Astronauts will assemble the return capsule after the HTV arrives at the station, and mount it into position over the HTV’s forward hatch for deployment once the supply ship leaves the station.

The capsule, which carries no engines of its own, will jettison after the HTV completes its deorbit burn. The re-entry craft will deploy a parachute and splash down in the Pacific Ocean, where recovery teams will retrieve it and bring it back to Japan for inspections.

The leaders in the 2018 launch race:

25 China
16 SpaceX
8 Russia
7 ULA
5 Europe (Arianespace)
5 Japan

For Japan to be tied with Europe this late in the year either indicates that Europe is sagging, or Japan is growing. I suspect it is partly both. In the national rankings China still leads the U.S. 25 to 24.

Share

Minerva probes send back first pictures

Ryugu's surface

Super cool images! The two Minerva probes released two days ago from Hayabusa-2 have both sent back spectacular images from the surface of Ryugu.

The image on the right was captured by the rover dubbed 1A. I have rotated it to show the surface on the bottom, but the actual picture was taking during one of the rover’s bounces while it was moving, so the returned picture had the surface on left. The white brightness is from sunlight. From the press release:

We have confirmed both rovers landed on the surface of asteroid Ryugu. The two rovers are in good condition and are transmitting images and data. Analysis of this information confirmed that at least one of the rovers is moving on the asteroid surface.

MINERVA-II1 is the world’s first rover (mobile exploration robot) to land on the surface of an asteroid. This is also the first time for autonomous movement and picture capture on an asteroid surface. MINERVA-II1 is therefore “the world’s first man-made object to explore movement on an asteroid surface”. We are also delighted that the two rovers both achieved this operation at the same time.

Other released images were taken just after release. One shows a blurred picture of Hayabusa-2, while the other sees Ryugu’s surface below.

Both of these rovers are designed to travel on the surface by a series of hops, taking advantage of Ryugu’s tiny gravity. There will be more images I’m sure from them in the coming days.

Share

Hayabusa-2 sees its shadow

Ryugu, with Hayabusa-2's shadow

During its aborted landing rehearsal last week Hayabusa-2 imaged its own shadow as it approached within 600 meters of Ryugu.

The shadow is only a little dot on the surface of the asteroid, but to have resolved it is quite impressive. The image on the right has been annotated by me to indicate the shadow.

They have not said when they will do another landing rehearsal. Meanwhile, two of the spacecraft’s mini-landers are expected to be released sometime in the next few days.

Update: Based on the raw navigation images being released in real time from Hayabusa-2, the release of the MINERVA-II-1 has begun, with Hayabusa-2 moving in towards Ryugu in preparation for that release.

Share

Dress rehearsal of Hayabusa-2’s landing scrapped

The dress rehearsal of Hayabusa-2’s eventual landing on the asteroid Ryugu was cut short yesterday when the spacecraft found it could not get a reliable distance reading of the surface once it descended to 600 meters.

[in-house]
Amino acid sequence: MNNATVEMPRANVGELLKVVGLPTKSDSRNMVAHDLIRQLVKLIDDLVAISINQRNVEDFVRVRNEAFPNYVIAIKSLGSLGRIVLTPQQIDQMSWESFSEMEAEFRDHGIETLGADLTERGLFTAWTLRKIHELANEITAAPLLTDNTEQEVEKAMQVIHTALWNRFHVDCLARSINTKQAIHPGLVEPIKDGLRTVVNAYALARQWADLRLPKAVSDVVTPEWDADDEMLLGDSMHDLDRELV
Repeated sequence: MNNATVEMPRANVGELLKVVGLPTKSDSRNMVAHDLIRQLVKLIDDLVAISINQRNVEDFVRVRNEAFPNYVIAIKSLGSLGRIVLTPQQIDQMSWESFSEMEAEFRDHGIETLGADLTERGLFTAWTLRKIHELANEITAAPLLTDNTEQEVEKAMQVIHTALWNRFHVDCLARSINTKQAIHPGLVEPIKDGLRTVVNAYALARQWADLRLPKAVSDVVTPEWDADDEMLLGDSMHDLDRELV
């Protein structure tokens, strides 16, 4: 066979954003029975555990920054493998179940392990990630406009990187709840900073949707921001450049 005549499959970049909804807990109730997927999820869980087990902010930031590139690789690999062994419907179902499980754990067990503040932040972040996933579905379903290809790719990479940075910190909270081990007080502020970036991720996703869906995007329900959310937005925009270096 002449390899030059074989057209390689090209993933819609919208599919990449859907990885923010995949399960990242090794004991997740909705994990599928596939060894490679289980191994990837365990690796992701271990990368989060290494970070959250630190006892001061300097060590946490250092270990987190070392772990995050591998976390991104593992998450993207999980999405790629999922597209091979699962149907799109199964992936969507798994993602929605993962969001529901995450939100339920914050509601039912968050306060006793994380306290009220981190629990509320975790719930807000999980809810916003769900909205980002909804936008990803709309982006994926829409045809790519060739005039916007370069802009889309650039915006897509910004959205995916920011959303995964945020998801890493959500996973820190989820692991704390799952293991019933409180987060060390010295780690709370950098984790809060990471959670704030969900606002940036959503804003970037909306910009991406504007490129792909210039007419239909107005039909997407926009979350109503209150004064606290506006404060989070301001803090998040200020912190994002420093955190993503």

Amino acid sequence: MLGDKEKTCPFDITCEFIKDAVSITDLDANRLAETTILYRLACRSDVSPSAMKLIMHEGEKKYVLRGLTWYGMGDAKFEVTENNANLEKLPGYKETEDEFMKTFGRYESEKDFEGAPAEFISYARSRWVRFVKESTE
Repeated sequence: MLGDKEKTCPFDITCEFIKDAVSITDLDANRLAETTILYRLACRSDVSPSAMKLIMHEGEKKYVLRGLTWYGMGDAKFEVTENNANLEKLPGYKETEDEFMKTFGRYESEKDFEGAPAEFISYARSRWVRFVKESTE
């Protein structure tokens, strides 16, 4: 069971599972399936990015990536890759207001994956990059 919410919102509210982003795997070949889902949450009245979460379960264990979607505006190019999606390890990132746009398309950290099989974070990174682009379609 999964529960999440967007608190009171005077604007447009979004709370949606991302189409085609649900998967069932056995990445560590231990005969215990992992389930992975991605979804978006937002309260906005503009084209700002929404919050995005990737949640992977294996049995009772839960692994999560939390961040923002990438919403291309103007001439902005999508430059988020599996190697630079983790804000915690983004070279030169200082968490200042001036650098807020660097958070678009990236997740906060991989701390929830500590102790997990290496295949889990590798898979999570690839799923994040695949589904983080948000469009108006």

The problem was apparently due to the pitch black surface of the carbon-rich asteroid that made laser distance measurements difficult. JAXA says the Hayabusa 2 is in good condition, and the agency is considering changing landing procedures such as adjusting the configuration of measuring devices.

Despite the suspension, the altitude of 600 meters the explorer has descended to the asteroid is the closest ever recorded. JAXA had planned to bring down the probe to 30 meters and make detailed observations of a landing spot.

Just to clarify, this was a height record for Hayabusa-2 only.

Share

Japan to launch space elevator experiment to ISS

When Japan launches its unmanned freighter to ISS on September 10, it will carry a two-cubesat engineering test of some of the concepts required to build a space elevator.

In the experiment, which will be the first of its kind in space, two ultrasmall cubic satellites, or “cubesats,” will be released into space from the station. They will be connected by a steel cable, where a small container — acting like an elevator car — will move along the cable using its own motor. A camera attached to the satellites will record the movements of the container in space, according to the Japanese newspaper The Mainichi.

Each cubesat measures just under 4 inches (10 centimeters) on each side. The cubesats will be connected by a 33-foot-long (10 meters) steel cable for the “elevator car” to move along, according to the report.

I wonder if this experiment will also test some of the technology needed for generating electricity using a tether. Over the decades there have been a number of experimental attempts in space of this concept, all of which have failed for a variety of reasons, all unrelated to the concept itself.

Share

Hayabusa-1 sample pins down age of asteroid

Using particles gathered by Hayabusa-1 Japanese scientists have determined the age of the asteroid Itokawa.

Japanese scientists, including those from Osaka University, closely examined particles collected from the asteroid Itokawa by the spacecraft Hayabusa, finding that the parent body of Itokawa was formed about 4.6 billion years ago when the solar system was born and that it was destroyed by a collision with another asteroid about 1.5 billion years ago.

These results are only the beginning. As more samples return from more asteroids, scientists will start to add details to the overall history of the formation and evolution of the solar system, adding significant depth to the rough outline they presently have. And these new samples are already on the way, with both Hayabusa-2 and OSIRIS-REx approaching their target asteroids.